You sold that house not long before Katrina and moved to the Garden District. Then,
after the storm, you joined the cast of Treme. Was that hard?
I was playing a character that had a lot to get off his chest, and I had the same feelings, so I got rid of a lot of rage that way. It was great to tell the story of recovery—and to work at home.
Do you have a favorite among your roles?
I’m going to sound like an egomaniac, but yes [he puts on a pretentious British accent], I prefer Shakespeare. But it’s true. I think my favorite role was Falstaff at the Old Globe Theatre in San Diego. I was too young to completely appreciate it, but it felt good.
On those increasingly rare occasions when you’re home these days, what do you like to do?
I like going to the dog run at City Park. [The Goodmans have a Golden Retriever and a cocker spaniel.] I like going out to the Lakefront. I used to like going down to the Quarter just to peek around, but I can’t get away with it anymore. Everybody’s got a camera.
I know you also walk your dogs around the neighborhood.
I really like that because I always see something I’ve never seen before. It’s always an exploration. I like thinking about the people who built these places, who lived in them. The history of this place is so goddamn rich. I remember the first time I visited and I saw a ship go by above my head. I thought, This means something and I probably won’t ever figure out what that is.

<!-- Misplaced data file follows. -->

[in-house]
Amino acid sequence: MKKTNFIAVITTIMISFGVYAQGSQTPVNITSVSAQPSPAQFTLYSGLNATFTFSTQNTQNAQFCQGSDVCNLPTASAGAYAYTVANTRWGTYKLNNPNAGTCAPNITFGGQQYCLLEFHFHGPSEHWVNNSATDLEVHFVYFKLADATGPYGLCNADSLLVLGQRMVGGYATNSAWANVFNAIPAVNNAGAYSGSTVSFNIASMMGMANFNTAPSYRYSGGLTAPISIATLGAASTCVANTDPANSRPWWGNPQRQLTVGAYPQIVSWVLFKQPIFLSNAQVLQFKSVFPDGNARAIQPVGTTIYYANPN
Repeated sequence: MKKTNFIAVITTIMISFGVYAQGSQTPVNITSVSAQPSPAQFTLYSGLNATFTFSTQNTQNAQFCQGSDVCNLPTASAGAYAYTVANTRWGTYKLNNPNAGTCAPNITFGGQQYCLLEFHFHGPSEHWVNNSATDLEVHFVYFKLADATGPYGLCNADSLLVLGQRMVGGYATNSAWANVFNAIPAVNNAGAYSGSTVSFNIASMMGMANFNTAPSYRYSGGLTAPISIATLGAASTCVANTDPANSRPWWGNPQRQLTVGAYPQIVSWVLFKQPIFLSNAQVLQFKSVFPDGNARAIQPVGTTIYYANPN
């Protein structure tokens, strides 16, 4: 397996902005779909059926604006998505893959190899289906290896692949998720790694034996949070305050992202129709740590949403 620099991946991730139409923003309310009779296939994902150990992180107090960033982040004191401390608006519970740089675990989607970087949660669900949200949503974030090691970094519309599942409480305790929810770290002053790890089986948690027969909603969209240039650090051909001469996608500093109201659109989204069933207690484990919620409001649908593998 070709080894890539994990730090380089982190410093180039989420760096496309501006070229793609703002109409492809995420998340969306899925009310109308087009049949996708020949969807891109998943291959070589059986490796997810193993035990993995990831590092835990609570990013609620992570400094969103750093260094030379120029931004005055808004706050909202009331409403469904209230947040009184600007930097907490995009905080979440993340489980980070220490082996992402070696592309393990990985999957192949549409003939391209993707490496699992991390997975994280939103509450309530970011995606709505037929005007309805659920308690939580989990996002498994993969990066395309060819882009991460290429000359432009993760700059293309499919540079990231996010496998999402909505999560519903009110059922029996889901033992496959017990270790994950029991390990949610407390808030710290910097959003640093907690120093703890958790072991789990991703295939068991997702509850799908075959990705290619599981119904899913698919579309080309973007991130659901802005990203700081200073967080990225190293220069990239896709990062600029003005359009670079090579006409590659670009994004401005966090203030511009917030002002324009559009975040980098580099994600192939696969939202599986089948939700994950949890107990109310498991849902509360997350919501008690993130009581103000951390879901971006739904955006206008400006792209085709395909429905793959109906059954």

Arts & Culture
The Last of the Southern Girls
White House insider. Socialite. Best-selling author. Pioneering broadcaster. A torrid romance with Willie Morris. Barbara Howar of North Carolina did it all, living a life most of us can only imagine before eventually giving the finger to the spotlight. We tracked down one of the great—and largely overlooked—Southern heroines
Arts & Culture
Unearthing the Art of Cora Kelley Ward
A cache of paintings by the unsung Louisiana artist leads the author on a yearslong journey to fill in the details of her unconventional life—and understand why her work grabbed him and wouldn’t let go
Arts & Culture
The Wildly Creative Way New Orleans is Celebrating Mardi Gras
If parades can’t roll and we can’t leave the house, we’ll make Mardi Gras happen in—and on—our own homes
Food & Drink
The Mad Scientist of Pawpaws
Largely the domain of foragers, the biggest edible fruit in the South has mostly been forgotten. A quietly obsessed Quaker from West Virginia has made it his life’s mission to change that
Food & Drink
How an Award-Winning Pastry Chef Doctors Up Boxed Cornbread
Even Kelly Fields whips up a box of Jiffy every once in a while. Here’s how she makes the store-bought stuff her own
Arts & Culture
The Top-of-2021 Reading List for Southerners
G&G contributors, editors, and Southern book lovers share new releases and old favorites to read right away this year—and a couple forthcoming releases already on preorder